The ESM is designed to help lower the incidence of injuries (particularly burns) related to extreme temperatures and flashover. It will also help incident commanders plan an attack on a developing fire using the right number of firefighters and the safest and most effective route and better plan rescue missions for civilians and downed firefighters. With the addition of the new device, the WPI monitoring system will help address all three of the primary causes of firefighter fatalities: stress-related heart attacks, traumatic injuries, and becoming lost or disabled inside burning structures. "The prediction of the time to flashover will give the incident commander a critical piece of information that, when combined with the location of each firefighter, will greatly enhance the natural decision making process" noted Kathy Notarianni, associate professor and head of the WPI's Department of Fire Protection Engineering.
The heat flux sensor for the ESM will be developed by WPI engineers, while the team at QinetiQ North America will develop the deployable temperature sensor mast. Initial testing of the system will be conducted in the burn chamber in WPI's fire science laboratory. Larger-scale tests will be conducted in the large burn building at the Massachusetts Firefighting Academy in Stow, Mass. Results of the tests will be evaluated with fire models developed by WPI's Fire Protection Engineering Department and NIST to determine and fine-tune algorithms for predicting the risk of flashover. The Worcester Fire Department will assist with the integration of the temperature data and flashover risk information into the existing incident command display developed by the WPI PPL team.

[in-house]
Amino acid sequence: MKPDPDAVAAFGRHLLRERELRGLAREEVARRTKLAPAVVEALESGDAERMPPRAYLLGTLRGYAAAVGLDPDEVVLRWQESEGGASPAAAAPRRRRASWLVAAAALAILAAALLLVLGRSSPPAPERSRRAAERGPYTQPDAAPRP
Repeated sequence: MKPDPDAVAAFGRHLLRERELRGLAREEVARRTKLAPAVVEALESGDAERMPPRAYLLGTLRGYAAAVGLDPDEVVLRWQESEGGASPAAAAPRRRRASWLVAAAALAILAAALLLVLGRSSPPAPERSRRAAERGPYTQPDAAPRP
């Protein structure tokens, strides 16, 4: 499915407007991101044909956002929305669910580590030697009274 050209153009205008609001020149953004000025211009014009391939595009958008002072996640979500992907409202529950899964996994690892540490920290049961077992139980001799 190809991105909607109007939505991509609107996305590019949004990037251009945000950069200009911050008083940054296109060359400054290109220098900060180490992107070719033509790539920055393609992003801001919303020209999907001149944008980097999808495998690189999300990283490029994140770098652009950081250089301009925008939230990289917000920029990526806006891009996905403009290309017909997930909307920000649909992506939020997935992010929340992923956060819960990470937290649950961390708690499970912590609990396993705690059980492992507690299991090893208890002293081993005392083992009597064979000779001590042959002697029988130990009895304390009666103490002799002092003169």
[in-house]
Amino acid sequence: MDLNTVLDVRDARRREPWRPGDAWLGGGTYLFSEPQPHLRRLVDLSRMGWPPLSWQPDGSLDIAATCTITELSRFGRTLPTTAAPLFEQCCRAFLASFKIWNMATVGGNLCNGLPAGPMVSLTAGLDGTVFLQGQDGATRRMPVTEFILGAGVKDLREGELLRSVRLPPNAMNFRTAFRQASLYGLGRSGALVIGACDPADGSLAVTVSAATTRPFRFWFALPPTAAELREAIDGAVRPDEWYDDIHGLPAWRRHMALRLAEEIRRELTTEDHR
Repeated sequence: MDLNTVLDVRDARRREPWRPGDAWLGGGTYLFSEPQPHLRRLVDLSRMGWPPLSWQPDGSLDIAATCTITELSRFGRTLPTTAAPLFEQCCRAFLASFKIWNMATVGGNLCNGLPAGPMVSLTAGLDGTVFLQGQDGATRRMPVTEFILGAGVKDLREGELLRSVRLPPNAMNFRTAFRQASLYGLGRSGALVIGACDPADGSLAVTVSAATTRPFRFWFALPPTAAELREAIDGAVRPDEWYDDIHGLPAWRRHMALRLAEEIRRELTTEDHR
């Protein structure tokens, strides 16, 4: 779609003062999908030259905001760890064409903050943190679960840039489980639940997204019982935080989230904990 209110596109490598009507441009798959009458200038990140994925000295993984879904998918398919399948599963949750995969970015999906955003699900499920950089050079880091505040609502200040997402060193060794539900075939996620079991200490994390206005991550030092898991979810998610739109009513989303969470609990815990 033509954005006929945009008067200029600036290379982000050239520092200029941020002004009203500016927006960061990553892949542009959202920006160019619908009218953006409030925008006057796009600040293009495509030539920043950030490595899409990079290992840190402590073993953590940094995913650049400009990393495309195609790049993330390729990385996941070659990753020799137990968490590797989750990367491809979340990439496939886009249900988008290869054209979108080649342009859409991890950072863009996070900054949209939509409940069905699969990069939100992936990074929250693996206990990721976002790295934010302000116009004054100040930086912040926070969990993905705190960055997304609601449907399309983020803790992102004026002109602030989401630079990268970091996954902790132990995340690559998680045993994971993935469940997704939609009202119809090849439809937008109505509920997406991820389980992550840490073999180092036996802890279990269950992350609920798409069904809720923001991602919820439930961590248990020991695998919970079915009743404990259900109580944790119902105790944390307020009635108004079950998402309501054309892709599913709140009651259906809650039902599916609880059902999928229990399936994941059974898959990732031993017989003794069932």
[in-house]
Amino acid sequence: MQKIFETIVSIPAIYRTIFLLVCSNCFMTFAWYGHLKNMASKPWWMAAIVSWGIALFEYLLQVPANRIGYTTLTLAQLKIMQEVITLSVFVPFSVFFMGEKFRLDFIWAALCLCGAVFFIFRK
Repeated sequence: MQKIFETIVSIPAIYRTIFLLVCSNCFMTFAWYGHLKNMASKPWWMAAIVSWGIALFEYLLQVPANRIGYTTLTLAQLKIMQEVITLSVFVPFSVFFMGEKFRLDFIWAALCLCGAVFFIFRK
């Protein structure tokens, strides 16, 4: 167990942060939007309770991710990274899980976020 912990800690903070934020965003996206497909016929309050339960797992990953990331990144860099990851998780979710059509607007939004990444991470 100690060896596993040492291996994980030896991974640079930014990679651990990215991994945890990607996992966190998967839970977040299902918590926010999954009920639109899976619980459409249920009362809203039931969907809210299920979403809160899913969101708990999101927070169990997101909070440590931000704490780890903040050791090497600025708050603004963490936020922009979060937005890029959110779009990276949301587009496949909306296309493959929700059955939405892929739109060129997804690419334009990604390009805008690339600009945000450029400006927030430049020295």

"Firefighting technology has always been borrowed from other fields," said David Cyganski, professor of electrical and computer engineering at WPI and a member of the PPL research team. "New important advances for saving firefighters will come from projects like this that address their specific needs directly." Added James Duckworth, associate professor of electrical and computer engineering, "We believe this work will help provide firefighters with the necessary technology to ensure that there is not a repeat of the 1999 warehouse fire tragedy."
- Read the Boston Globe's coverage of WPI's firefighter location system.
- Read an Associated Press story about the WPI firefighter monitoring system.
- Read a story about WPI's research on firefighter tracking and a follow-up story focusing on the search and rescue device developed at WPI in the Worcester Telegram & Gazette.
- Watch a story about this important work on New England Cable News.
- Watch a report on the WPI research team on Boston's CBS-TV affiliate, WBZ.
- Listen to an interview with WPI Professors Dave Cyganski and Jim Duckworth on WFCR-FM the NPR affiliate in Western Massachusetts.
November 30, 2009
Contact: Michael Dorsey, Director of Research Communications, +1-508-831-5609, firstname.lastname@example.org